July 15 (Bloomberg) -- Vivus Inc., the drugmaker battling its largest shareholder for board control, pushed its annual meeting back three days while claiming the dissident investor made misleading statements about a proxy adviser recommendation.
The annual meeting, which was scheduled for today, will now be held July 18, Mountain View, California-based Vivus said in a statement late yesterday. The company said it also reported comments by dissident shareholder First Manhattan Co. about the proxy fight to the U.S. Securities and Exchange Commission and asked the regulator to require “corrective actions.”
First Manhattan, which controls 9.9 percent of Vivus shares outstanding, said it “strongly disagrees” with the allegation that it made misleading comments. Vivus’s actions are “a pretense to buy time in an attempt to improperly influence the election,” First Manhattan said in a statement today. The investor said it will consider options, including legal action, to “protect the rights of Vivus’s shareholders.”
“We wouldn’t rule out some form of a compromise just yet,” Lee Kalowski, an analyst with Credit Suisse, wrote in research note today. “One sticking point seems to be that FMC has wanted a majority share of the board and this is something the Vivus board/management says it would be unable to offer due to its fiduciary obligations.”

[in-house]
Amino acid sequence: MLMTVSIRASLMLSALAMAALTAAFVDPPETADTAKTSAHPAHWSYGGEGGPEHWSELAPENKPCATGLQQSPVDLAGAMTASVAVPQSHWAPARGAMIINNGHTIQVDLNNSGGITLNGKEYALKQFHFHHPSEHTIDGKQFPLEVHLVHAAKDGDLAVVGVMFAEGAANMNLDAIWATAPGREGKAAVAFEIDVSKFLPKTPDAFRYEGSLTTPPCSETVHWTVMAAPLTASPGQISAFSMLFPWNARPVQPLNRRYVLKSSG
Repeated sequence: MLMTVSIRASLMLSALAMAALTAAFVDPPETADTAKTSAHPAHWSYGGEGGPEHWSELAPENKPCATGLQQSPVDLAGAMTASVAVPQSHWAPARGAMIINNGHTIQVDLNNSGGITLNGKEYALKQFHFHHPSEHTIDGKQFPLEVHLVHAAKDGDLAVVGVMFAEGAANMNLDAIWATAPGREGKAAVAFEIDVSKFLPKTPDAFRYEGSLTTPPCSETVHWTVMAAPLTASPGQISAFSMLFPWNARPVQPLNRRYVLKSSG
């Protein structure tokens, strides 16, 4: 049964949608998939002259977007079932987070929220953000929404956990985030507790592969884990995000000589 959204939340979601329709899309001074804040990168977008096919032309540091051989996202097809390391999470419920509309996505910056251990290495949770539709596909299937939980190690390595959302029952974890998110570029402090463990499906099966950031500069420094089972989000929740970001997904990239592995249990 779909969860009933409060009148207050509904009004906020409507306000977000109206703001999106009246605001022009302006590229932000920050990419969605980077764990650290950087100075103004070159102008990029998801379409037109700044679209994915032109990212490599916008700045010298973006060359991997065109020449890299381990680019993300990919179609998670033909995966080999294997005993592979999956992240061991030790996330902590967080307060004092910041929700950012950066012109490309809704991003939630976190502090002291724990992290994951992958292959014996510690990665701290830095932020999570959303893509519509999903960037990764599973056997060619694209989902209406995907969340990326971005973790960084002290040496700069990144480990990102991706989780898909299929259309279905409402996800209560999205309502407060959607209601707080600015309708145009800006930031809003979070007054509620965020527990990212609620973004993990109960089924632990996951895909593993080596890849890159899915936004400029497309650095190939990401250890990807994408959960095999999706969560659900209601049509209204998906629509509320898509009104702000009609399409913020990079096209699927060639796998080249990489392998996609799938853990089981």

First Manhattan has proposed a slate of nine directors to replace Vivus’s entire board, and has said it would name a new chief executive officer. The proxy fight has focused on Vivus’s marketing strategy for the obesity drug Qsymia, approved in July 2012 by the Food and Drug Administration and drawing $4.1 million in first-quarter revenue.
Vivus lost more than half its market value in the 12 months ended in June. The shares rebounded 17 percent in the past two weeks as investors speculated the dissidents may gain ground. Vivus fell 1.4 percent to $14.49 at the close today in New York.
The drugmaker said that paid advisers to First Manhattan made “false and misleading statements” about the recommendation of Institutional Shareholder Services. The proxy adviser gave its backing to three directors on the dissident side earlier this month: Alex Denner, Michael Astrue and David Norton. Over the weekend, Vivus said it invited three First Manhattan director nominees to join the board in an attempt to reach a compromise.
Last week, Vivus’s third-largest shareholder, QVT Financial LP, was reported to be planning to vote its 8.35 million shares for the dissident slate. Both Vivus and First Manhattan said last week they were open to settlement discussions.
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